In our last blog we looked at how trees and vegetation influence subsidence. As we rapidly approach the key growing period we will look at risk mitigation and the impact of legislation and ownership.
Where there has been previous subsidence or the property is in a high subsidence risk area we need to consider the extent and type of trees where the building sits in their zone of influence. If extensive or of concern it is advisable to consult an arboriculturalist. Some key considerations are:
- If the trees are too close and were planted after the building was built they should be relocated.
- If the trees are too close and were planted before the building was built they could be managed by pollarding and crown thinning. They should not be removed without specialist advice as this could cause uplift of the ground (i.e. heave) which can result in structural damage.
If the property owner is considering planting young trees this needs planning as although they will not extract sufficient moisture initially to present a risk, this may readily change as it grows. It is a common myth that a new home cannot be affected by subsidence for this reason. There are, however, further considerations.
A tree with a Tree Preservation Order (TPO) or in a Conservation Area can never be removed or altered without consent from the relevant Local Authority. It is recommended to check with the Local Authority and establish if there are any such restrictions during the purchase process — if this is the case it is pertinent to understand how the trees can be managed to mitigate risk.
In addition the property may be affected by trees that are not within the owner’s property boundaries. This either involves a neighbour or the Local Authority. There are a number of Case Studies (Russell vs. London Borough of Barnet 1984) which set a legal precedent – the key driver is tree owner’s awareness of nuisance. Local Authorities, for example, are deemed to have the necessary technical knowledge regarding trees and their effect on property. Even so mitigation in respect of Local Authority trees can be problematic as the removal of trees is contentious and residents regularly challenge their removal. They require a considered response with an amount of information to be provided.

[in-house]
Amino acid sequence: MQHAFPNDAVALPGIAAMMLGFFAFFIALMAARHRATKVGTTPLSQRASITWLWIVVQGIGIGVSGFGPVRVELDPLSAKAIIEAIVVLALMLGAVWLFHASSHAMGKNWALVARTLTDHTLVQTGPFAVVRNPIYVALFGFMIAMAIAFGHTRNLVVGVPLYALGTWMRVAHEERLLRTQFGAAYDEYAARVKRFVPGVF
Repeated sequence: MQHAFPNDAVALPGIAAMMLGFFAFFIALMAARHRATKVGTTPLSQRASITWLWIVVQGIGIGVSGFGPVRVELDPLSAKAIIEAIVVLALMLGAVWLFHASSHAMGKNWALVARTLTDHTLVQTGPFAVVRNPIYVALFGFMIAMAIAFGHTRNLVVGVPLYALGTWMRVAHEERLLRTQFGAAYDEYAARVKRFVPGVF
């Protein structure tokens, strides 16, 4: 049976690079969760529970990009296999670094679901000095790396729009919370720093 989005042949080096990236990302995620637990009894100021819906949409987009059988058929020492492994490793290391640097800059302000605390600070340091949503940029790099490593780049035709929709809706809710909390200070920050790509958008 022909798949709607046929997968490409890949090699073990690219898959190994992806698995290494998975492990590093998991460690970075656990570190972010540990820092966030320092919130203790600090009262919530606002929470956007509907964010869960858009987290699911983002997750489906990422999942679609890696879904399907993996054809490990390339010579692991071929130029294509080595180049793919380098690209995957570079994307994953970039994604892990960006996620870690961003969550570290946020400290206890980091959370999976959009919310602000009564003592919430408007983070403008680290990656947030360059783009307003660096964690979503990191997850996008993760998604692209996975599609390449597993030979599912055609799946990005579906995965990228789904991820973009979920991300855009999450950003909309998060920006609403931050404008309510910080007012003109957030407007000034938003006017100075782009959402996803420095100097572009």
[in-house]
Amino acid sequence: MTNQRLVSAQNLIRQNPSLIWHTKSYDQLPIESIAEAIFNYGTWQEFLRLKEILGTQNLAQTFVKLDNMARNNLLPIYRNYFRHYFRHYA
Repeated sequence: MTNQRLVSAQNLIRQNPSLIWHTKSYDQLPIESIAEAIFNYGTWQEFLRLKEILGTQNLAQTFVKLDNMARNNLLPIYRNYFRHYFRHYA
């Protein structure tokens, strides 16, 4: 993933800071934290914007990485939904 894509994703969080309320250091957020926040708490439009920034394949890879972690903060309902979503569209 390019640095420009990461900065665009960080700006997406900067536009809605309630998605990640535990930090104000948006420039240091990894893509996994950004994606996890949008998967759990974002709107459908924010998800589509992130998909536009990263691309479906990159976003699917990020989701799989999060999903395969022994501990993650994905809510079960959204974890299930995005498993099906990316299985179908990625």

So the first step is to understand the subsidence risk and then take into consideration any trees within the zone of influence. It is important that such risks are taken into consideration before the onset of any new growing season, so the risk (or associated costs of risk management and repair) is realised and managed from the outset. If numerous trees exist on a property then specific arboricultural advice may be required.